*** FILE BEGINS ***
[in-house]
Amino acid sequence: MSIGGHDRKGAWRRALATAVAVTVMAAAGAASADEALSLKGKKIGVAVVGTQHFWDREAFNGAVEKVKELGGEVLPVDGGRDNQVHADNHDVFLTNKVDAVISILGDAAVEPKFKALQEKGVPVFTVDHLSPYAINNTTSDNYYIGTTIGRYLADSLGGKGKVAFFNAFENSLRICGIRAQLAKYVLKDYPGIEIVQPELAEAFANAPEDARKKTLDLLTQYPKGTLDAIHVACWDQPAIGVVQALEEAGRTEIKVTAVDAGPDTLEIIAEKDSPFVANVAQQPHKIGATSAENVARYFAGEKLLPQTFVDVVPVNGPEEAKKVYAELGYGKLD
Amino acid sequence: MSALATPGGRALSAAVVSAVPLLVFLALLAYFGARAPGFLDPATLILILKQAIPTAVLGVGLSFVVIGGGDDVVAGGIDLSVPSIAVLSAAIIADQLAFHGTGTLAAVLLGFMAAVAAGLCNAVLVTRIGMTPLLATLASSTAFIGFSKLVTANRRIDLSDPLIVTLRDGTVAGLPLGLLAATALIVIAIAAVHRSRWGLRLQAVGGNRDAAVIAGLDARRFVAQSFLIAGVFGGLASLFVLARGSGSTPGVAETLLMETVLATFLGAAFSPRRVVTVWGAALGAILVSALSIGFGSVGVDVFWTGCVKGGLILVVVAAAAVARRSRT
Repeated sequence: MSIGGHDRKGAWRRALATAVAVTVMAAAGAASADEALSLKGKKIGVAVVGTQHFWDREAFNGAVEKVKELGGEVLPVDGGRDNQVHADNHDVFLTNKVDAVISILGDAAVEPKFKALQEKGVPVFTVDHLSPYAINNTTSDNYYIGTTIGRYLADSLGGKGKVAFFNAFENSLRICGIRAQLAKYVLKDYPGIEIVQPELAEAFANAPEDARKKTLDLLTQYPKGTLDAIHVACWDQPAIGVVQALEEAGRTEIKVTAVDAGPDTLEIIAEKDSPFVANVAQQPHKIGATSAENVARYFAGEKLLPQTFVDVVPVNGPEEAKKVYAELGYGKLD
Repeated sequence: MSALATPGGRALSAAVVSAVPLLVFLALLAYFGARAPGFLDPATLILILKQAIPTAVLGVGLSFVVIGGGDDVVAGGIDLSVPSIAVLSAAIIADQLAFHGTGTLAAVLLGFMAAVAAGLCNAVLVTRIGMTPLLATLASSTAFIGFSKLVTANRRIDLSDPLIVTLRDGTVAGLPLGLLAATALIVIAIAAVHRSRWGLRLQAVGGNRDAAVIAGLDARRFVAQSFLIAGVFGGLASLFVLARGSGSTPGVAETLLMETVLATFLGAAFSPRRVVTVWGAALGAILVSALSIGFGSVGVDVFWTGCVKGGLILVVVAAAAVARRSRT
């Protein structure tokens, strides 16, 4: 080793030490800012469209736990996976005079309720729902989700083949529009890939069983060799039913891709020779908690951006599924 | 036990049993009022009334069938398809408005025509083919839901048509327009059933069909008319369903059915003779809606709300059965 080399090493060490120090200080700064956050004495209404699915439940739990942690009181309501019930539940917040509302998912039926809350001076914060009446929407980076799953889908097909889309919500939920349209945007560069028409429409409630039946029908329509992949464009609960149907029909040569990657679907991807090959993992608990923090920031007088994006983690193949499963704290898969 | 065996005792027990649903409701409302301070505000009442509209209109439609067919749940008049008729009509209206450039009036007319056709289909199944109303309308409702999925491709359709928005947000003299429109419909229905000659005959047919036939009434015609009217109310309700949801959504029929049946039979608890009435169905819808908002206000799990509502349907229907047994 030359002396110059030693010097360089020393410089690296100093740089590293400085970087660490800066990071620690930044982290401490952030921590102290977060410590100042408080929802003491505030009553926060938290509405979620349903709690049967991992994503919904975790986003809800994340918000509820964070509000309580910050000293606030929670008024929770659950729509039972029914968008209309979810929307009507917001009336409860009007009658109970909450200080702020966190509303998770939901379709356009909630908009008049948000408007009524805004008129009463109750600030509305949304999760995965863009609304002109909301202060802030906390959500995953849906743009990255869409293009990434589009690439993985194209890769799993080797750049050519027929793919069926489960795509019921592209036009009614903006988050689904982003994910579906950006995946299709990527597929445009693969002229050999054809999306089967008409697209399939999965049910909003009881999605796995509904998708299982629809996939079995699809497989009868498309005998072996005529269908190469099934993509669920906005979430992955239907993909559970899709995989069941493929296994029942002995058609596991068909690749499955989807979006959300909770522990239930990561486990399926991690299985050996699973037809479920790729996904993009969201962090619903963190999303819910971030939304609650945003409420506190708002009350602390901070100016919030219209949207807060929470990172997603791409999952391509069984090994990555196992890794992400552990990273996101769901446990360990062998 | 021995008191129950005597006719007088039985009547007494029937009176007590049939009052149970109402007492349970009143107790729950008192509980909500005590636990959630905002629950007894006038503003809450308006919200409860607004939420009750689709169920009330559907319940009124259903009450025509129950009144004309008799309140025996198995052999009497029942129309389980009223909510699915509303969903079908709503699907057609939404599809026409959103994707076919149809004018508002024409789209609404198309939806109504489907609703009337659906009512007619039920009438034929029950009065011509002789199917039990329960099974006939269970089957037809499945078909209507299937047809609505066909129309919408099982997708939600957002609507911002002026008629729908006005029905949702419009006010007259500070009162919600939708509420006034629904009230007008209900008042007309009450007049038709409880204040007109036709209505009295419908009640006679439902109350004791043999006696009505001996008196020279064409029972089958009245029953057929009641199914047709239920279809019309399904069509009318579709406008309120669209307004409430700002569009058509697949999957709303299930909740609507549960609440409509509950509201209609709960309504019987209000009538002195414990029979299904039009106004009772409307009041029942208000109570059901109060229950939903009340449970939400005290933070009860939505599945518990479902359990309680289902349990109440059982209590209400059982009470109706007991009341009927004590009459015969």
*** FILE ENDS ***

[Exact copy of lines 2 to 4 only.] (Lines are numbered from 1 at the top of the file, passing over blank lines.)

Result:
Amino acid sequence: MSIGGHDRKGAWRRALATAVAVTVMAAAGAASADEALSLKGKKIGVAVVGTQHFWDREAFNGAVEKVKELGGEVLPVDGGRDNQVHADNHDVFLTNKVDAVISILGDAAVEPKFKALQEKGVPVFTVDHLSPYAINNTTSDNYYIGTTIGRYLADSLGGKGKVAFFNAFENSLRICGIRAQLAKYVLKDYPGIEIVQPELAEAFANAPEDARKKTLDLLTQYPKGTLDAIHVACWDQPAIGVVQALEEAGRTEIKVTAVDAGPDTLEIIAEKDSPFVANVAQQPHKIGATSAENVARYFAGEKLLPQTFVDVVPVNGPEEAKKVYAELGYGKLD
Amino acid sequence: MSALATPGGRALSAAVVSAVPLLVFLALLAYFGARAPGFLDPATLILILKQAIPTAVLGVGLSFVVIGGGDDVVAGGIDLSVPSIAVLSAAIIADQLAFHGTGTLAAVLLGFMAAVAAGLCNAVLVTRIGMTPLLATLASSTAFIGFSKLVTANRRIDLSDPLIVTLRDGTVAGLPLGLLAATALIVIAIAAVHRSRWGLRLQAVGGNRDAAVIAGLDARRFVAQSFLIAGVFGGLASLFVLARGSGSTPGVAETLLMETVLATFLGAAFSPRRVVTVWGAALGAILVSALSIGFGSVGVDVFWTGCVKGGLILVVVAAAAVARRSRT
Repeated sequence: MSIGGHDRKGAWRRALATAVAVTVMAAAGAASADEALSLKGKKIGVAVVGTQHFWDREAFNGAVEKVKELGGEVLPVDGGRDNQVHADNHDVFLTNKVDAVISILGDAAVEPKFKALQEKGVPVFTVDHLSPYAINNTTSDNYYIGTTIGRYLADSLGGKGKVAFFNAFENSLRICGIRAQLAKYVLKDYPGIEIVQPELAEAFANAPEDARKKTLDLLTQYPKGTLDAIHVACWDQPAIGVVQALEEAGRTEIKVTAVDAGPDTLEIIAEKDSPFVANVAQQPHKIGATSAENVARYFAGEKLLPQTFVDVVPVNGPEEAKKVYAELGYGKLD